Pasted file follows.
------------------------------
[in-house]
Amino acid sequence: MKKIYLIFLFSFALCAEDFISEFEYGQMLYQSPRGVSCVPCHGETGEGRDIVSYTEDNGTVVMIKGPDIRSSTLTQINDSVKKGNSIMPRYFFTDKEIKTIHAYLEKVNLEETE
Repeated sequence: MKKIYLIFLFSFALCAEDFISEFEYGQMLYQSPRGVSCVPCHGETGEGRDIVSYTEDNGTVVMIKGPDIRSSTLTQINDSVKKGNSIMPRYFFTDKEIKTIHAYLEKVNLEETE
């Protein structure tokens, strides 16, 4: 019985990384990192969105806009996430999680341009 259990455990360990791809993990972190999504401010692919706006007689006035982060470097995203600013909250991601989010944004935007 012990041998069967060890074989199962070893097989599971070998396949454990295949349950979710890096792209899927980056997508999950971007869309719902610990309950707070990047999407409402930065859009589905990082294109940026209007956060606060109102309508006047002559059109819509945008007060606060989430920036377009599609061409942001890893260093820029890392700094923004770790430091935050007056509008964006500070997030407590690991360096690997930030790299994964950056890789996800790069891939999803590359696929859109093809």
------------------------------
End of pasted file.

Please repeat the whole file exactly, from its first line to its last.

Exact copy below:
[in-house]
Amino acid sequence: MKKIYLIFLFSFALCAEDFISEFEYGQMLYQSPRGVSCVPCHGETGEGRDIVSYTEDNGTVVMIKGPDIRSSTLTQINDSVKKGNSIMPRYFFTDKEIKTIHAYLEKVNLEETE
Repeated sequence: MKKIYLIFLFSFALCAEDFISEFEYGQMLYQSPRGVSCVPCHGETGEGRDIVSYTEDNGTVVMIKGPDIRSSTLTQINDSVKKGNSIMPRYFFTDKEIKTIHAYLEKVNLEETE
């Protein structure tokens, strides 16, 4: 019985990384990192969105806009996430999680341009 259990455990360990791809993990972190999504401010692919706006007689006035982060470097995203600013909250991601989010944004935007 012990041998069967060890074989199962070893097989599971070998396949454990295949349950979710890096792209899927980056997508999950971007869309719902610990309950707070990047999407409402930065859009589905990082294109940026209007956060606060109102309508006047002559059109819509945008007060606060989430920036377009599609061409942001890893260093820029890392700094923004770790430091935050007056509008964006500070997030407590690991360096690997930030790299994964950056890789996800790069891939999803590359696929859109093809």